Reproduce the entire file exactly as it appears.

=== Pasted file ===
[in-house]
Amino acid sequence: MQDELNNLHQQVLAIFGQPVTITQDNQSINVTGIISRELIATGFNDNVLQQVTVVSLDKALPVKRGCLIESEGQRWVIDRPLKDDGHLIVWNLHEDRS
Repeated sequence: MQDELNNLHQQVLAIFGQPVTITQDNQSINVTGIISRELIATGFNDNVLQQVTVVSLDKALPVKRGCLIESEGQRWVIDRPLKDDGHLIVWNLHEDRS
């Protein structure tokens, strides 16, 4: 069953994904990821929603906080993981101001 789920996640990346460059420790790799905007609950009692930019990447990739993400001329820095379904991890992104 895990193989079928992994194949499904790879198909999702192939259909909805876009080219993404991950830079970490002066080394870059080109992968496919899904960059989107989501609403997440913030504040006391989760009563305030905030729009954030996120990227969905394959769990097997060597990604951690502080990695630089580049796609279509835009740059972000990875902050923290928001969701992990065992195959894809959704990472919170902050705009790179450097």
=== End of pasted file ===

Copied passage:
[in-house]
Amino acid sequence: MQDELNNLHQQVLAIFGQPVTITQDNQSINVTGIISRELIATGFNDNVLQQVTVVSLDKALPVKRGCLIESEGQRWVIDRPLKDDGHLIVWNLHEDRS
Repeated sequence: MQDELNNLHQQVLAIFGQPVTITQDNQSINVTGIISRELIATGFNDNVLQQVTVVSLDKALPVKRGCLIESEGQRWVIDRPLKDDGHLIVWNLHEDRS
């Protein structure tokens, strides 16, 4: 069953994904990821929603906080993981101001 789920996640990346460059420790790799905007609950009692930019990447990739993400001329820095379904991890992104 895990193989079928992994194949499904790879198909999702192939259909909805876009080219993404991950830079970490002066080394870059080109992968496919899904960059989107989501609403997440913030504040006391989760009563305030905030729009954030996120990227969905394959769990097997060597990604951690502080990695630089580049796609279509835009740059972000990875902050923290928001969701992990065992195959894809959704990472919170902050705009790179450097």